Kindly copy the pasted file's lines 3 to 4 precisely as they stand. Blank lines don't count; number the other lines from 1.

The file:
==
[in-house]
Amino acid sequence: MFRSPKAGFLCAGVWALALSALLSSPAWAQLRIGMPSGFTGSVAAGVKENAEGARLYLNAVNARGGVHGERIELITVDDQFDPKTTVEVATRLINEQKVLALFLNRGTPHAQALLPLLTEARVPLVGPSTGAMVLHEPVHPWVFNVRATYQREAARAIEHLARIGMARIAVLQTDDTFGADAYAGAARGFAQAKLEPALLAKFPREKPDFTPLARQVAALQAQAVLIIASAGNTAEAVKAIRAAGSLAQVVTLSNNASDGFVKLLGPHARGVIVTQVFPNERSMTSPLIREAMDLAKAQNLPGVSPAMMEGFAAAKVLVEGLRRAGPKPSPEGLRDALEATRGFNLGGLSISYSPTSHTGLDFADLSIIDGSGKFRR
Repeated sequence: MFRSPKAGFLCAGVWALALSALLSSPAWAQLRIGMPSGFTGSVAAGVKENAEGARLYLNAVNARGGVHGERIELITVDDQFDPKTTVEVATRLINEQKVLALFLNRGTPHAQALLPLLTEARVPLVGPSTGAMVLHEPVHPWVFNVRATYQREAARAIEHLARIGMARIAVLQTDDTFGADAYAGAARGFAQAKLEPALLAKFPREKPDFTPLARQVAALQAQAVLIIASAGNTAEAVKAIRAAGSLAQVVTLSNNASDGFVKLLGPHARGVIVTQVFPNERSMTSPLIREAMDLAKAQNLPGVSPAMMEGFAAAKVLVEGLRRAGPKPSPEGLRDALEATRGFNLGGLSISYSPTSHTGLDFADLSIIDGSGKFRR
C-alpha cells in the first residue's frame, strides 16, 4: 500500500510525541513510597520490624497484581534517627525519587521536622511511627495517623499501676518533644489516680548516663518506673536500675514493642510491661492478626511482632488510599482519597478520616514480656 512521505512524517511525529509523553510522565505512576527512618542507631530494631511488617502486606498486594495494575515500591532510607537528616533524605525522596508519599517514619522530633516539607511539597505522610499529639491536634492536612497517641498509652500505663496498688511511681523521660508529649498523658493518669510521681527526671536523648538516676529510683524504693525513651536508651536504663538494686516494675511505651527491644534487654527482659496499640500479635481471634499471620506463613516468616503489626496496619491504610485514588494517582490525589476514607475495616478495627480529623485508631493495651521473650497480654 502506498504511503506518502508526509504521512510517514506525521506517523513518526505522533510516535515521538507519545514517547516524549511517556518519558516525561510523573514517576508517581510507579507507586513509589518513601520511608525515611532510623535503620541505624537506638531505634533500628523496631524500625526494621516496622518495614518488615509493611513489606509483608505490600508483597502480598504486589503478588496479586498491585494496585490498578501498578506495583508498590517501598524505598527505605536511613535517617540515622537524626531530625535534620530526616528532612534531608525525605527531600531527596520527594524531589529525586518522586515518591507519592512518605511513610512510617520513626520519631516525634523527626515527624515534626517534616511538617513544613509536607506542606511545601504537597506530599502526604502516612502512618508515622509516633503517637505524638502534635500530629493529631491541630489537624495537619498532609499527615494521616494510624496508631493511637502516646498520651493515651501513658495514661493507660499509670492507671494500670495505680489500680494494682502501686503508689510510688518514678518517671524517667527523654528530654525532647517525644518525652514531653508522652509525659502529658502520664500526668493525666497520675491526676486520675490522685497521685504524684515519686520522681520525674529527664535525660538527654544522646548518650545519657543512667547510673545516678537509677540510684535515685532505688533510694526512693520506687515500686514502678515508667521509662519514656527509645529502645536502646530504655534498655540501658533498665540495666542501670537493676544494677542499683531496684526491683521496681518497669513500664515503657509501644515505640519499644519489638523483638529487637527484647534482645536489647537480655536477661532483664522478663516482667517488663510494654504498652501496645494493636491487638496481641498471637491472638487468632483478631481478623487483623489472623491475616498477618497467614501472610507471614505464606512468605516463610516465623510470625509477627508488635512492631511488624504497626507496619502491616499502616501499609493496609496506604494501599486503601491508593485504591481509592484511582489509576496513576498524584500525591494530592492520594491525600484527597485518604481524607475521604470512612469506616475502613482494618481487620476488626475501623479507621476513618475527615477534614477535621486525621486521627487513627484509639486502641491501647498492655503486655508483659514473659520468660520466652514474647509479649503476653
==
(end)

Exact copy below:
Repeated sequence: MFRSPKAGFLCAGVWALALSALLSSPAWAQLRIGMPSGFTGSVAAGVKENAEGARLYLNAVNARGGVHGERIELITVDDQFDPKTTVEVATRLINEQKVLALFLNRGTPHAQALLPLLTEARVPLVGPSTGAMVLHEPVHPWVFNVRATYQREAARAIEHLARIGMARIAVLQTDDTFGADAYAGAARGFAQAKLEPALLAKFPREKPDFTPLARQVAALQAQAVLIIASAGNTAEAVKAIRAAGSLAQVVTLSNNASDGFVKLLGPHARGVIVTQVFPNERSMTSPLIREAMDLAKAQNLPGVSPAMMEGFAAAKVLVEGLRRAGPKPSPEGLRDALEATRGFNLGGLSISYSPTSHTGLDFADLSIIDGSGKFRR
C-alpha cells in the first residue's frame, strides 16, 4: 500500500510525541513510597520490624497484581534517627525519587521536622511511627495517623499501676518533644489516680548516663518506673536500675514493642510491661492478626511482632488510599482519597478520616514480656 512521505512524517511525529509523553510522565505512576527512618542507631530494631511488617502486606498486594495494575515500591532510607537528616533524605525522596508519599517514619522530633516539607511539597505522610499529639491536634492536612497517641498509652500505663496498688511511681523521660508529649498523658493518669510521681527526671536523648538516676529510683524504693525513651536508651536504663538494686516494675511505651527491644534487654527482659496499640500479635481471634499471620506463613516468616503489626496496619491504610485514588494517582490525589476514607475495616478495627480529623485508631493495651521473650497480654 502506498504511503506518502508526509504521512510517514506525521506517523513518526505522533510516535515521538507519545514517547516524549511517556518519558516525561510523573514517576508517581510507579507507586513509589518513601520511608525515611532510623535503620541505624537506638531505634533500628523496631524500625526494621516496622518495614518488615509493611513489606509483608505490600508483597502480598504486589503478588496479586498491585494496585490498578501498578506495583508498590517501598524505598527505605536511613535517617540515622537524626531530625535534620530526616528532612534531608525525605527531600531527596520527594524531589529525586518522586515518591507519592512518605511513610512510617520513626520519631516525634523527626515527624515534626517534616511538617513544613509536607506542606511545601504537597506530599502526604502516612502512618508515622509516633503517637505524638502534635500530629493529631491541630489537624495537619498532609499527615494521616494510624496508631493511637502516646498520651493515651501513658495514661493507660499509670492507671494500670495505680489500680494494682502501686503508689510510688518514678518517671524517667527523654528530654525532647517525644518525652514531653508522652509525659502529658502520664500526668493525666497520675491526676486520675490522685497521685504524684515519686520522681520525674529527664535525660538527654544522646548518650545519657543512667547510673545516678537509677540510684535515685532505688533510694526512693520506687515500686514502678515508667521509662519514656527509645529502645536502646530504655534498655540501658533498665540495666542501670537493676544494677542499683531496684526491683521496681518497669513500664515503657509501644515505640519499644519489638523483638529487637527484647534482645536489647537480655536477661532483664522478663516482667517488663510494654504498652501496645494493636491487638496481641498471637491472638487468632483478631481478623487483623489472623491475616498477618497467614501472610507471614505464606512468605516463610516465623510470625509477627508488635512492631511488624504497626507496619502491616499502616501499609493496609496506604494501599486503601491508593485504591481509592484511582489509576496513576498524584500525591494530592492520594491525600484527597485518604481524607475521604470512612469506616475502613482494618481487620476488626475501623479507621476513618475527615477534614477535621486525621486521627487513627484509639486502641491501647498492655503486655508483659514473659520468660520466652514474647509479649503476653